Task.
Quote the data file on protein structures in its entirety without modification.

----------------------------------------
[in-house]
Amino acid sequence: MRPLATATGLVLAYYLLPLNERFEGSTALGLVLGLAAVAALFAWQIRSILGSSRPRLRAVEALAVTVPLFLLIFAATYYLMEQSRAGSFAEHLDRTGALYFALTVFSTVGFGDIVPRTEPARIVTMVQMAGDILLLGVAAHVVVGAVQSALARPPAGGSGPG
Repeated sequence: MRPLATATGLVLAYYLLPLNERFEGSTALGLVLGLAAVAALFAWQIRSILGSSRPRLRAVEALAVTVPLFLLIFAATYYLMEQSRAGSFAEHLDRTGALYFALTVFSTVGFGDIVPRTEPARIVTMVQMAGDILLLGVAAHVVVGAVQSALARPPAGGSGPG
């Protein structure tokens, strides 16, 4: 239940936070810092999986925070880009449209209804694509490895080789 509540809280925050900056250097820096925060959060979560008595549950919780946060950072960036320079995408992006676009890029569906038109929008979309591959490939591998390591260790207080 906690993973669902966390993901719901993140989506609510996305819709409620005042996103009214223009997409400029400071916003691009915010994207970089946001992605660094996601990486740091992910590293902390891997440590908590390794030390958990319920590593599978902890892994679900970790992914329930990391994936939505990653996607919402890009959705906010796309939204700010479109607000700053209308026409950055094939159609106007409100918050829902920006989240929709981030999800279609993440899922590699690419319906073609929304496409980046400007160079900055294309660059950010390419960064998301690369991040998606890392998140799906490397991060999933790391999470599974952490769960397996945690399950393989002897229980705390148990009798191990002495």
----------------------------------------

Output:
[in-house]
Amino acid sequence: MRPLATATGLVLAYYLLPLNERFEGSTALGLVLGLAAVAALFAWQIRSILGSSRPRLRAVEALAVTVPLFLLIFAATYYLMEQSRAGSFAEHLDRTGALYFALTVFSTVGFGDIVPRTEPARIVTMVQMAGDILLLGVAAHVVVGAVQSALARPPAGGSGPG
Repeated sequence: MRPLATATGLVLAYYLLPLNERFEGSTALGLVLGLAAVAALFAWQIRSILGSSRPRLRAVEALAVTVPLFLLIFAATYYLMEQSRAGSFAEHLDRTGALYFALTVFSTVGFGDIVPRTEPARIVTMVQMAGDILLLGVAAHVVVGAVQSALARPPAGGSGPG
């Protein structure tokens, strides 16, 4: 239940936070810092999986925070880009449209209804694509490895080789 509540809280925050900056250097820096925060959060979560008595549950919780946060950072960036320079995408992006676009890029569906038109929008979309591959490939591998390591260790207080 906690993973669902966390993901719901993140989506609510996305819709409620005042996103009214223009997409400029400071916003691009915010994207970089946001992605660094996601990486740091992910590293902390891997440590908590390794030390958990319920590593599978902890892994679900970790992914329930990391994936939505990653996607919402890009959705906010796309939204700010479109607000700053209308026409950055094939159609106007409100918050829902920006989240929709981030999800279609993440899922590699690419319906073609929304496409980046400007160079900055294309660059950010390419960064998301690369991040998606890392998140799906490397991060999933790391999470599974952490769960397996945690399950393989002897229980705390148990009798191990002495």